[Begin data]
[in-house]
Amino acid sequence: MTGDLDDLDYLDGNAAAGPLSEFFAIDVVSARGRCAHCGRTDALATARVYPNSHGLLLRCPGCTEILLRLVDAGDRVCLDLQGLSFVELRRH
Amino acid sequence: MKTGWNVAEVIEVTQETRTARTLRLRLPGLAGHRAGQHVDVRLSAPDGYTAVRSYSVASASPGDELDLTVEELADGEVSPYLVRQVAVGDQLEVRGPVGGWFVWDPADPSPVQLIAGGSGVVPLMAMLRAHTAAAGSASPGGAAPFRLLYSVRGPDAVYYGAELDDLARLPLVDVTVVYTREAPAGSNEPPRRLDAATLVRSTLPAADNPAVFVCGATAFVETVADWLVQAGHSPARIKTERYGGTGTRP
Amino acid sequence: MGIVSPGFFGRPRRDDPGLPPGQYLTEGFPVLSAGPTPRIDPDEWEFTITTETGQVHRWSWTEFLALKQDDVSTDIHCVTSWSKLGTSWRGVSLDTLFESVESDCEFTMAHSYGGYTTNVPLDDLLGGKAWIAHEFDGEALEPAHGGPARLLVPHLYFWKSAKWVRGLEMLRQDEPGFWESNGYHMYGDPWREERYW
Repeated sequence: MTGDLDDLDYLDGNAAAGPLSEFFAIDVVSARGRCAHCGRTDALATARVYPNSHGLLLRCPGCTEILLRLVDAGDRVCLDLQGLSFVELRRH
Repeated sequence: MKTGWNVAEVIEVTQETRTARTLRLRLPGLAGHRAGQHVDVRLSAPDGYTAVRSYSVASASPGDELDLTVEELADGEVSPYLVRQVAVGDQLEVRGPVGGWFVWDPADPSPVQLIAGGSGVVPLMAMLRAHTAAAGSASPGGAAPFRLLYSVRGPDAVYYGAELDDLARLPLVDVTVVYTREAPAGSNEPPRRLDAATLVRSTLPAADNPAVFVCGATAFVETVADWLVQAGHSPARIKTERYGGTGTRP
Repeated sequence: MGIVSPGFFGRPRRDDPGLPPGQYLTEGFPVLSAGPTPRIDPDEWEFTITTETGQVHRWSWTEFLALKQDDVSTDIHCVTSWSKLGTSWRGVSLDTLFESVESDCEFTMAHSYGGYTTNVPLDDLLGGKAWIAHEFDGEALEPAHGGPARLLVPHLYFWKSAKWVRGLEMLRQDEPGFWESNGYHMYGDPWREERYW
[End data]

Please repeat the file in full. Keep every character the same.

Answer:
[in-house]
Amino acid sequence: MTGDLDDLDYLDGNAAAGPLSEFFAIDVVSARGRCAHCGRTDALATARVYPNSHGLLLRCPGCTEILLRLVDAGDRVCLDLQGLSFVELRRH
Amino acid sequence: MKTGWNVAEVIEVTQETRTARTLRLRLPGLAGHRAGQHVDVRLSAPDGYTAVRSYSVASASPGDELDLTVEELADGEVSPYLVRQVAVGDQLEVRGPVGGWFVWDPADPSPVQLIAGGSGVVPLMAMLRAHTAAAGSASPGGAAPFRLLYSVRGPDAVYYGAELDDLARLPLVDVTVVYTREAPAGSNEPPRRLDAATLVRSTLPAADNPAVFVCGATAFVETVADWLVQAGHSPARIKTERYGGTGTRP
Amino acid sequence: MGIVSPGFFGRPRRDDPGLPPGQYLTEGFPVLSAGPTPRIDPDEWEFTITTETGQVHRWSWTEFLALKQDDVSTDIHCVTSWSKLGTSWRGVSLDTLFESVESDCEFTMAHSYGGYTTNVPLDDLLGGKAWIAHEFDGEALEPAHGGPARLLVPHLYFWKSAKWVRGLEMLRQDEPGFWESNGYHMYGDPWREERYW
Repeated sequence: MTGDLDDLDYLDGNAAAGPLSEFFAIDVVSARGRCAHCGRTDALATARVYPNSHGLLLRCPGCTEILLRLVDAGDRVCLDLQGLSFVELRRH
Repeated sequence: MKTGWNVAEVIEVTQETRTARTLRLRLPGLAGHRAGQHVDVRLSAPDGYTAVRSYSVASASPGDELDLTVEELADGEVSPYLVRQVAVGDQLEVRGPVGGWFVWDPADPSPVQLIAGGSGVVPLMAMLRAHTAAAGSASPGGAAPFRLLYSVRGPDAVYYGAELDDLARLPLVDVTVVYTREAPAGSNEPPRRLDAATLVRSTLPAADNPAVFVCGATAFVETVADWLVQAGHSPARIKTERYGGTGTRP
Repeated sequence: MGIVSPGFFGRPRRDDPGLPPGQYLTEGFPVLSAGPTPRIDPDEWEFTITTETGQVHRWSWTEFLALKQDDVSTDIHCVTSWSKLGTSWRGVSLDTLFESVESDCEFTMAHSYGGYTTNVPLDDLLGGKAWIAHEFDGEALEPAHGGPARLLVPHLYFWKSAKWVRGLEMLRQDEPGFWESNGYHMYGDPWREERYW